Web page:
The UN Special Rapporteur on freedom of religion or belief, Heiner Bielefeldt [official profile], on Monday urged [statement] the government of Malaysia to overturn the nation's ban on a Catholic publication's use of the word "Allah" to refer to God. Allah is the Arabic word for God and has been used by Christians Malaysians for centuries to refer to God. In 2009 the Ministry of Home Affairs [official website] ordered the newspaper The Herald [official website] a weekly Catholic newspaper to cease the use of the word "Allah" or face revocation of their publishing permit. In October of this year an appeals court in Malaysia on ruled [decision, PDF] that the nation's government can legally ban the use of the word "Allah" to refer to God in faiths other than Islam. In condemning the Malaysian government's actions the UN expert stated that "It cannot be the business of the State to shape or reshape religious traditions, nor can the State claim any binding authority in the interpretation of religious sources or in the definition of the tenets of faith." Bielefeldt's criticism of the Malaysian government is supported by the UN Independent Expert on minority issues Rita Izsak and UN Special Rapporteur on freedom of expression [official websites] Frank La Rue.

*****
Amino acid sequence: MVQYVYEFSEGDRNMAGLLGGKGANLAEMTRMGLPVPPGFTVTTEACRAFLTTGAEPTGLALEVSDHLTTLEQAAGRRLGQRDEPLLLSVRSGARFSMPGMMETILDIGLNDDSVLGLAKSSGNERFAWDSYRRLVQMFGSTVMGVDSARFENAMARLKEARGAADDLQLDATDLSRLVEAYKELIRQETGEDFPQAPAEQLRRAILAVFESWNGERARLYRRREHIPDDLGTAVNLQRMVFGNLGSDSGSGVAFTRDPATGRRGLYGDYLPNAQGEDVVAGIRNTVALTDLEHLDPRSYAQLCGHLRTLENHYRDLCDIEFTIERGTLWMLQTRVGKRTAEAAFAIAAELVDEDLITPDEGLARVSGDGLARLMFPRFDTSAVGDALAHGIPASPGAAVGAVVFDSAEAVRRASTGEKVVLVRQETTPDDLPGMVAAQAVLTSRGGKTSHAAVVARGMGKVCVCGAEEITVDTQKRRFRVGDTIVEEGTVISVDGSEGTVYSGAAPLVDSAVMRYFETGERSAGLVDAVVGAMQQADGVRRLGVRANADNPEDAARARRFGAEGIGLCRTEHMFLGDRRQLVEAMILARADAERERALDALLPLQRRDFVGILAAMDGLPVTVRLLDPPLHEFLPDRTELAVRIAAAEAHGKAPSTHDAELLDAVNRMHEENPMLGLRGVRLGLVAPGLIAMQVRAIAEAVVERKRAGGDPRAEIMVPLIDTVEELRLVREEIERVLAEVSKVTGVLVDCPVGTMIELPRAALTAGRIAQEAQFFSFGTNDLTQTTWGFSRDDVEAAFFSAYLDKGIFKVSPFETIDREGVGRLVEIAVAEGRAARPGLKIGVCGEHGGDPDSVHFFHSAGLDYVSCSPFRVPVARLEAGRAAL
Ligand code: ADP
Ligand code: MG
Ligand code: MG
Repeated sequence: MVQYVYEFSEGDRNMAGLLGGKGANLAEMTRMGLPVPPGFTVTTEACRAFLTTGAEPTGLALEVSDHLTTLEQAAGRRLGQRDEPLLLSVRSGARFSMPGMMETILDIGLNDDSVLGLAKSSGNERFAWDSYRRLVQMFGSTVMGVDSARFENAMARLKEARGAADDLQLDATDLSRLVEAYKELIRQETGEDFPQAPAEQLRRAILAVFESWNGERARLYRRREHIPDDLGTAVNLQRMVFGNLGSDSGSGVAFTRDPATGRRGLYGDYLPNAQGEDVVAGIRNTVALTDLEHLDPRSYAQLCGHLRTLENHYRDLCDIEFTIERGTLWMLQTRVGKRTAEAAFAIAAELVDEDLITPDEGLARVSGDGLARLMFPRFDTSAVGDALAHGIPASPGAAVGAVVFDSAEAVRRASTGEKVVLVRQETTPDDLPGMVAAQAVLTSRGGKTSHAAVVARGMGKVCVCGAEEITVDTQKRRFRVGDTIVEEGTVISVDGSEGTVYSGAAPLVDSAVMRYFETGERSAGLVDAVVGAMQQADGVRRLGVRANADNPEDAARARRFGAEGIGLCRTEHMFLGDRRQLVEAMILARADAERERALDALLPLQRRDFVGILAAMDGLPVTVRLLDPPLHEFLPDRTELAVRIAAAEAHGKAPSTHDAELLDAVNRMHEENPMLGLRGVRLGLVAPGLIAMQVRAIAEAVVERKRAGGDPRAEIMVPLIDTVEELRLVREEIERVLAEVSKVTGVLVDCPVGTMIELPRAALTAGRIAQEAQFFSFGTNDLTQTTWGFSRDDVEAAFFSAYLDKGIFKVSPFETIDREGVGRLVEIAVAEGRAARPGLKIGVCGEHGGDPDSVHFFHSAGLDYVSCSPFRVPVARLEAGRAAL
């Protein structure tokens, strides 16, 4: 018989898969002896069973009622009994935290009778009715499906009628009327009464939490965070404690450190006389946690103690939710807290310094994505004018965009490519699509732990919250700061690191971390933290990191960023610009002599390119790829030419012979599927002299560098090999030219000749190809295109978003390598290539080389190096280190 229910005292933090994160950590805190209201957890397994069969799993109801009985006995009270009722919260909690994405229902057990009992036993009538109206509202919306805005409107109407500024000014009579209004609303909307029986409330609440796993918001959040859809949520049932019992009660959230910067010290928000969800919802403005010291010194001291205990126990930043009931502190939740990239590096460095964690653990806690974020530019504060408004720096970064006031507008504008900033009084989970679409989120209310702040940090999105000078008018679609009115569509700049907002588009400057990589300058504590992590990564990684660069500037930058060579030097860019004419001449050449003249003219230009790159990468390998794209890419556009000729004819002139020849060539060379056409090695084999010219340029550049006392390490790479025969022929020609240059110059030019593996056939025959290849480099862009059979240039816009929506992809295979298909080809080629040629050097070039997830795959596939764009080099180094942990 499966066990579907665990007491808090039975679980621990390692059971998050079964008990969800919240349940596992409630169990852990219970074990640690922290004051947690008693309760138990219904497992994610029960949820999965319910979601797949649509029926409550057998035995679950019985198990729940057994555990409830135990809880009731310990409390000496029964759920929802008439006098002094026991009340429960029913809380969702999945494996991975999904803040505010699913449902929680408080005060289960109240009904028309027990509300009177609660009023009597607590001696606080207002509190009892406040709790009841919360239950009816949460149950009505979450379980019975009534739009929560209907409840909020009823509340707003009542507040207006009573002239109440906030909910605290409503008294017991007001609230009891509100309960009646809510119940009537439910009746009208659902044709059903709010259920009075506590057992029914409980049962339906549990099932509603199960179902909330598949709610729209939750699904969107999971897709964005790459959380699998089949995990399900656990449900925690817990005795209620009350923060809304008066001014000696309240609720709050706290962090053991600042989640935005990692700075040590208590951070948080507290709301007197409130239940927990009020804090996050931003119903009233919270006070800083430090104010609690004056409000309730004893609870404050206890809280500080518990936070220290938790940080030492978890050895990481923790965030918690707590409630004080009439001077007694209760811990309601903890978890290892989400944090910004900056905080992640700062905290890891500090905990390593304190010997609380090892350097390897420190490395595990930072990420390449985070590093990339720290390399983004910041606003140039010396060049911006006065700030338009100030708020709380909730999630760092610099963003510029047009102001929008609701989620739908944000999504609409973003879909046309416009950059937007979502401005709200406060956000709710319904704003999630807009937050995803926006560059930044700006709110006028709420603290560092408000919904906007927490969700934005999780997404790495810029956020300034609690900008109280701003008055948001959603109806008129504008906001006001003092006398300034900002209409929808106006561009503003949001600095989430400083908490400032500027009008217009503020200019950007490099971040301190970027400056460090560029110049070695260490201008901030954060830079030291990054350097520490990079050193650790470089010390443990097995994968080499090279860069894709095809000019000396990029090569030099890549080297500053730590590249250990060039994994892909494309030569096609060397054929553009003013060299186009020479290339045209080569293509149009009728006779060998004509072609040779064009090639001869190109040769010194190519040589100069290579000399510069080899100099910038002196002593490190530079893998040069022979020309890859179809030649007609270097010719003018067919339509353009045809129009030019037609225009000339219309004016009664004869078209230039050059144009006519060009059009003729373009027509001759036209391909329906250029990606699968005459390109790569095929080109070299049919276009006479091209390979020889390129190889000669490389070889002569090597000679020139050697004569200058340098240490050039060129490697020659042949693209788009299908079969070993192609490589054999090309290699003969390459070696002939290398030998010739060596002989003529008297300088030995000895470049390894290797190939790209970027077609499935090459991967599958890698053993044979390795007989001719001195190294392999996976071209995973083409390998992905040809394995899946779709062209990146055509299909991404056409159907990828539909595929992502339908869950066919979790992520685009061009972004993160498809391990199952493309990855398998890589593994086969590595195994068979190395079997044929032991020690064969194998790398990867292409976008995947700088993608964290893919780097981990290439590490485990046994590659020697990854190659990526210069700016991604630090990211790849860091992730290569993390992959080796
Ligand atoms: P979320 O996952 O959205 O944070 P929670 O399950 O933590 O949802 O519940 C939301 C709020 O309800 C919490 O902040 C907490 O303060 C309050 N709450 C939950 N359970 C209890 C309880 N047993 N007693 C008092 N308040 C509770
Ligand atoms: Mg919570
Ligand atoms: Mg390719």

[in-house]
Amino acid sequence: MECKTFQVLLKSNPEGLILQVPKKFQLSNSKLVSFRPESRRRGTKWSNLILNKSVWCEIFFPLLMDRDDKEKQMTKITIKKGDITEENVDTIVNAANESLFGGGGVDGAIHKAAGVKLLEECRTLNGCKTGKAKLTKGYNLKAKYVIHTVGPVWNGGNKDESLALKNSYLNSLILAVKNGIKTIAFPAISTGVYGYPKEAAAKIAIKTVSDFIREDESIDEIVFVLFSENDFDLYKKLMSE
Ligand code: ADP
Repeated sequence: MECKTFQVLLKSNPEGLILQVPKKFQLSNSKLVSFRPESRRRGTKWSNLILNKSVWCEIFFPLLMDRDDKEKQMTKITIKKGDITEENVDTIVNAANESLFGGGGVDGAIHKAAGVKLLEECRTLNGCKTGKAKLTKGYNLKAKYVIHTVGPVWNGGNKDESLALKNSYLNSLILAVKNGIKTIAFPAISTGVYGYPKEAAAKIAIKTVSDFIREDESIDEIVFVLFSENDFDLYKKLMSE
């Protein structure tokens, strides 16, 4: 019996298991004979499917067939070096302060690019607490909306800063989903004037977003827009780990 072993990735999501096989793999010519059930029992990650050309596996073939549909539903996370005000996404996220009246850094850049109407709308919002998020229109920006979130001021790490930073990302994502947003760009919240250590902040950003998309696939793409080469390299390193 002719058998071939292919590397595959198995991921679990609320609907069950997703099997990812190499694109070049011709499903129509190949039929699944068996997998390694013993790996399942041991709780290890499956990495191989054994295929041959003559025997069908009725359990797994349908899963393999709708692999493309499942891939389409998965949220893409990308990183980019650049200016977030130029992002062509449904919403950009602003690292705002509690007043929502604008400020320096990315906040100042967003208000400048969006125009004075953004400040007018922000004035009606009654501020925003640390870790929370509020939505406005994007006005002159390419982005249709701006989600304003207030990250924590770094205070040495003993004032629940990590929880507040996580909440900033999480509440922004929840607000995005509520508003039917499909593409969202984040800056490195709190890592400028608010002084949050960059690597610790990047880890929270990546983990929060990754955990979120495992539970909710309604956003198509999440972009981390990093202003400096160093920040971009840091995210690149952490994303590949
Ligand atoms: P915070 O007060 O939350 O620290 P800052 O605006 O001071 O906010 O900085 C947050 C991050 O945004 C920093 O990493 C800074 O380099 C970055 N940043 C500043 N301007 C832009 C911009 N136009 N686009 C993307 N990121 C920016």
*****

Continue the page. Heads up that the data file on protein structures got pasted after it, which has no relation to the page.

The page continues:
Litigation over the Malaysian government's ban on using the word "Allah" for God in non-Muslim faiths has been ongoing for nearly four years. In January 2010 the Malaysia High Court [Malaysian courts website] ruled [JURIST report] that non-Muslims can use the word "Allah" as a translation for the word "God," overturning a three-year government ban on the practice. A week later the court temporarily suspended enforcement [JURIST report] of the ruling after the Malaysian Ministry of Home Affairs sought a stay. Earlier that week the government filed a notice of appeal [JURIST report].